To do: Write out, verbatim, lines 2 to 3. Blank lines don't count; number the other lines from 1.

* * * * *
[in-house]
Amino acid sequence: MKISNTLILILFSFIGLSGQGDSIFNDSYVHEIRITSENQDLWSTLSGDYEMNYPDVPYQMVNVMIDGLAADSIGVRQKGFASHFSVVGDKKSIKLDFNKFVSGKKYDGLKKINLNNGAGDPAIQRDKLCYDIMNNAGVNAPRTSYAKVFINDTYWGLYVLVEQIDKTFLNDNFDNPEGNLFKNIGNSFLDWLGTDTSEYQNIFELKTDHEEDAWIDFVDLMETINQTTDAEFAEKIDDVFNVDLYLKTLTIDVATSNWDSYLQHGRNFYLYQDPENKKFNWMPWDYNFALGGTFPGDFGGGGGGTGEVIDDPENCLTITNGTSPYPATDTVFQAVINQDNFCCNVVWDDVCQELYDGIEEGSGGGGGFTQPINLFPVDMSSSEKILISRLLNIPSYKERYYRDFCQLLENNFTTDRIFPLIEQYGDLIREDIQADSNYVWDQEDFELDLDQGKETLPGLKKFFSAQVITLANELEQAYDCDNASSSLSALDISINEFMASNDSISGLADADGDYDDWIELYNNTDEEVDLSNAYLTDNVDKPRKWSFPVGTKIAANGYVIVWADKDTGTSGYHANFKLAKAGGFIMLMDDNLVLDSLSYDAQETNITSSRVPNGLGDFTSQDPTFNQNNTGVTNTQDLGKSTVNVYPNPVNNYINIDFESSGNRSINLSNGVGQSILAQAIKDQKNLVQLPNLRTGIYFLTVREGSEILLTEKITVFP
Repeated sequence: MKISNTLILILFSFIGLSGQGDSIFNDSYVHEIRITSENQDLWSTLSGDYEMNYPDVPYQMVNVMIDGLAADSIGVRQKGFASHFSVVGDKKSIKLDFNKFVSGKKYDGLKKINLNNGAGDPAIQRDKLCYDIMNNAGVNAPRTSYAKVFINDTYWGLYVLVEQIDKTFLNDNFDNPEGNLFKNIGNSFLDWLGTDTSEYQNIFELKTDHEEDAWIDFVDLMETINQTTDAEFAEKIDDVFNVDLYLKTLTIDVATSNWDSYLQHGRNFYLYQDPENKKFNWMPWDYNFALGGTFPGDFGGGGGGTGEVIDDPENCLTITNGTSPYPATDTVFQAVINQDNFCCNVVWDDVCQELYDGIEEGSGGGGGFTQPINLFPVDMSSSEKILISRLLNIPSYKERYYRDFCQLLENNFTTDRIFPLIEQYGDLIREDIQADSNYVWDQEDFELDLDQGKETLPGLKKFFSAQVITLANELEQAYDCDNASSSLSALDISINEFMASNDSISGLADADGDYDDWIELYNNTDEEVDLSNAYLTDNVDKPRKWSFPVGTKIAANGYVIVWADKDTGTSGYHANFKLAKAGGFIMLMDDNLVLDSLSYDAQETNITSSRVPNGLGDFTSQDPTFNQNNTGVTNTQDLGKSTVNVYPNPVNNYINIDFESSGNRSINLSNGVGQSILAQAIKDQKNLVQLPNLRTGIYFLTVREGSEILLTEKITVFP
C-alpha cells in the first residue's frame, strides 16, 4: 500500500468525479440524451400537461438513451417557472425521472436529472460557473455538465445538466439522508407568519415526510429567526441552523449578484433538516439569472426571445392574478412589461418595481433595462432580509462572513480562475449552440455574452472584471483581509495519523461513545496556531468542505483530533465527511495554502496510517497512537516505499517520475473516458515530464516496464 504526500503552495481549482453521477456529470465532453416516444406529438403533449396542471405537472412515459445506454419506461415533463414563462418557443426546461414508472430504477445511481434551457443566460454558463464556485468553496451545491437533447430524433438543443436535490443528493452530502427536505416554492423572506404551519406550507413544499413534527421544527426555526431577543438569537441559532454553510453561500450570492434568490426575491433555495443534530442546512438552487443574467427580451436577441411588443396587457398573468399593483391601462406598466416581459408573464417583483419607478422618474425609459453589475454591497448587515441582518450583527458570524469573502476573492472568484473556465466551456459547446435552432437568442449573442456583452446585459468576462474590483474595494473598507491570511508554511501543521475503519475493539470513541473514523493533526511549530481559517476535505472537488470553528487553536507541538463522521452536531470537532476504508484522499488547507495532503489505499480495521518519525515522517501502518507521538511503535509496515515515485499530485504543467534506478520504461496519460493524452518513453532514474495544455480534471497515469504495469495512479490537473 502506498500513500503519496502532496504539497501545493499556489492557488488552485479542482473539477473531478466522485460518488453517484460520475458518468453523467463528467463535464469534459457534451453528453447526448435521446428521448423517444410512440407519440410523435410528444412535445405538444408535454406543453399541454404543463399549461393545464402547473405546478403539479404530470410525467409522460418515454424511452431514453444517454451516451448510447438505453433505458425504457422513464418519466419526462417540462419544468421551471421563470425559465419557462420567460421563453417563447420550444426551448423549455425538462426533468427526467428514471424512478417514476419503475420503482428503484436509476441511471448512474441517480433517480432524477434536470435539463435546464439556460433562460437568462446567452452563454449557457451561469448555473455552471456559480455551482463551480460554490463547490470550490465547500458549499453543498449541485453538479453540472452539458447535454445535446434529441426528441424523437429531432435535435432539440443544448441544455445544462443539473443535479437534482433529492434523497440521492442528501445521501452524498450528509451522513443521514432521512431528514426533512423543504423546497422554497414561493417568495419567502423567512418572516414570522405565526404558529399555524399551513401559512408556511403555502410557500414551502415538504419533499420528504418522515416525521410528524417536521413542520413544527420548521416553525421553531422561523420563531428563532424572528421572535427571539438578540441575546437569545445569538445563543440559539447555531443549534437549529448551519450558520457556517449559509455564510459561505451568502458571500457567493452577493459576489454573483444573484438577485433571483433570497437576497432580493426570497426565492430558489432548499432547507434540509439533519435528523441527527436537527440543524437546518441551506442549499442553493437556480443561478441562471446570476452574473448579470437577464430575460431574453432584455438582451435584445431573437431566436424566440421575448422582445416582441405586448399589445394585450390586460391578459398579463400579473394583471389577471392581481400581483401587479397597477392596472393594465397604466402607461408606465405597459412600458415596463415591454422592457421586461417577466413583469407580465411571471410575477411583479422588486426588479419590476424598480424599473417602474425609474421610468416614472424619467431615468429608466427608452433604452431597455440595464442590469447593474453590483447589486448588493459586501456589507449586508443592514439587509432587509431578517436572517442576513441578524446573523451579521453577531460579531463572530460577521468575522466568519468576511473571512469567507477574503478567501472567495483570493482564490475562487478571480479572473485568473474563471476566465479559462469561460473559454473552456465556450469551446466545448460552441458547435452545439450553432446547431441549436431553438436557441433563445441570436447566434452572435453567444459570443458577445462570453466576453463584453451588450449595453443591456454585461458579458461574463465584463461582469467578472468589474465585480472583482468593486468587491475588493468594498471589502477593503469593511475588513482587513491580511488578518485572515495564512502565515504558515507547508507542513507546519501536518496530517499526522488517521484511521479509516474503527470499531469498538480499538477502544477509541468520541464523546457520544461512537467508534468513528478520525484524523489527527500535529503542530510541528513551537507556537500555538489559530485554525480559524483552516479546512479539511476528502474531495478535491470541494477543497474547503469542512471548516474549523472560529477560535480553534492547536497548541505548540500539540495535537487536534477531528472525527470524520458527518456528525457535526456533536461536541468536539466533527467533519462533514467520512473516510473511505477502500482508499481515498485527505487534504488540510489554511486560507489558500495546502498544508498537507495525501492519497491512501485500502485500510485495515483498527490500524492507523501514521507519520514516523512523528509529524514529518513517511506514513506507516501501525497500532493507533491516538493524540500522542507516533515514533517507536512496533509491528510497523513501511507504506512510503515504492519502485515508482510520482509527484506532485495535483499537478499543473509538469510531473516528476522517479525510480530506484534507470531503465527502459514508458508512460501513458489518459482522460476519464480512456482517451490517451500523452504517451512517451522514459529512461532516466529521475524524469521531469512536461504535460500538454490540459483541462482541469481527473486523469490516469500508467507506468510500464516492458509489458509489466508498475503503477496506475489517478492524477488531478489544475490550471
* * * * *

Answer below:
Amino acid sequence: MKISNTLILILFSFIGLSGQGDSIFNDSYVHEIRITSENQDLWSTLSGDYEMNYPDVPYQMVNVMIDGLAADSIGVRQKGFASHFSVVGDKKSIKLDFNKFVSGKKYDGLKKINLNNGAGDPAIQRDKLCYDIMNNAGVNAPRTSYAKVFINDTYWGLYVLVEQIDKTFLNDNFDNPEGNLFKNIGNSFLDWLGTDTSEYQNIFELKTDHEEDAWIDFVDLMETINQTTDAEFAEKIDDVFNVDLYLKTLTIDVATSNWDSYLQHGRNFYLYQDPENKKFNWMPWDYNFALGGTFPGDFGGGGGGTGEVIDDPENCLTITNGTSPYPATDTVFQAVINQDNFCCNVVWDDVCQELYDGIEEGSGGGGGFTQPINLFPVDMSSSEKILISRLLNIPSYKERYYRDFCQLLENNFTTDRIFPLIEQYGDLIREDIQADSNYVWDQEDFELDLDQGKETLPGLKKFFSAQVITLANELEQAYDCDNASSSLSALDISINEFMASNDSISGLADADGDYDDWIELYNNTDEEVDLSNAYLTDNVDKPRKWSFPVGTKIAANGYVIVWADKDTGTSGYHANFKLAKAGGFIMLMDDNLVLDSLSYDAQETNITSSRVPNGLGDFTSQDPTFNQNNTGVTNTQDLGKSTVNVYPNPVNNYINIDFESSGNRSINLSNGVGQSILAQAIKDQKNLVQLPNLRTGIYFLTVREGSEILLTEKITVFP
Repeated sequence: MKISNTLILILFSFIGLSGQGDSIFNDSYVHEIRITSENQDLWSTLSGDYEMNYPDVPYQMVNVMIDGLAADSIGVRQKGFASHFSVVGDKKSIKLDFNKFVSGKKYDGLKKINLNNGAGDPAIQRDKLCYDIMNNAGVNAPRTSYAKVFINDTYWGLYVLVEQIDKTFLNDNFDNPEGNLFKNIGNSFLDWLGTDTSEYQNIFELKTDHEEDAWIDFVDLMETINQTTDAEFAEKIDDVFNVDLYLKTLTIDVATSNWDSYLQHGRNFYLYQDPENKKFNWMPWDYNFALGGTFPGDFGGGGGGTGEVIDDPENCLTITNGTSPYPATDTVFQAVINQDNFCCNVVWDDVCQELYDGIEEGSGGGGGFTQPINLFPVDMSSSEKILISRLLNIPSYKERYYRDFCQLLENNFTTDRIFPLIEQYGDLIREDIQADSNYVWDQEDFELDLDQGKETLPGLKKFFSAQVITLANELEQAYDCDNASSSLSALDISINEFMASNDSISGLADADGDYDDWIELYNNTDEEVDLSNAYLTDNVDKPRKWSFPVGTKIAANGYVIVWADKDTGTSGYHANFKLAKAGGFIMLMDDNLVLDSLSYDAQETNITSSRVPNGLGDFTSQDPTFNQNNTGVTNTQDLGKSTVNVYPNPVNNYINIDFESSGNRSINLSNGVGQSILAQAIKDQKNLVQLPNLRTGIYFLTVREGSEILLTEKITVFP